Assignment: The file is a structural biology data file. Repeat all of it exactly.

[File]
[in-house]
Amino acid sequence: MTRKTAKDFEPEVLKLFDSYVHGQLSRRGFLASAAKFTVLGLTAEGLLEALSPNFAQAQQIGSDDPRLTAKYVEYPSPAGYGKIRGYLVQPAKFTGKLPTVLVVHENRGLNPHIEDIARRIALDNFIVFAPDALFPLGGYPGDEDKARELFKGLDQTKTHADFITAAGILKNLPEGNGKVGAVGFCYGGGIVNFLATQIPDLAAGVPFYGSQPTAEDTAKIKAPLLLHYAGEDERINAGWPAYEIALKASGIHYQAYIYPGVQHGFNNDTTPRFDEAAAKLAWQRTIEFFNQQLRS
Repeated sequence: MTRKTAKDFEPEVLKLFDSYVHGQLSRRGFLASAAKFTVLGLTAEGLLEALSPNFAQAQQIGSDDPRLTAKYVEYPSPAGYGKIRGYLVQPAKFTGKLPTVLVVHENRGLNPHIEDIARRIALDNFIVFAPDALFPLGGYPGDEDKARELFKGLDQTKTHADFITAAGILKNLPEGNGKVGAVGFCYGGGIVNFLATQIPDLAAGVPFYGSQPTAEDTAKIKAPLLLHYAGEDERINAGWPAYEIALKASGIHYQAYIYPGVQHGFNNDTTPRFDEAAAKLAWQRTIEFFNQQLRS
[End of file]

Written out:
[in-house]
Amino acid sequence: MTRKTAKDFEPEVLKLFDSYVHGQLSRRGFLASAAKFTVLGLTAEGLLEALSPNFAQAQQIGSDDPRLTAKYVEYPSPAGYGKIRGYLVQPAKFTGKLPTVLVVHENRGLNPHIEDIARRIALDNFIVFAPDALFPLGGYPGDEDKARELFKGLDQTKTHADFITAAGILKNLPEGNGKVGAVGFCYGGGIVNFLATQIPDLAAGVPFYGSQPTAEDTAKIKAPLLLHYAGEDERINAGWPAYEIALKASGIHYQAYIYPGVQHGFNNDTTPRFDEAAAKLAWQRTIEFFNQQLRS
Repeated sequence: MTRKTAKDFEPEVLKLFDSYVHGQLSRRGFLASAAKFTVLGLTAEGLLEALSPNFAQAQQIGSDDPRLTAKYVEYPSPAGYGKIRGYLVQPAKFTGKLPTVLVVHENRGLNPHIEDIARRIALDNFIVFAPDALFPLGGYPGDEDKARELFKGLDQTKTHADFITAAGILKNLPEGNGKVGAVGFCYGGGIVNFLATQIPDLAAGVPFYGSQPTAEDTAKIKAPLLLHYAGEDERINAGWPAYEIALKASGIHYQAYIYPGVQHGFNNDTTPRFDEAAAKLAWQRTIEFFNQQLRS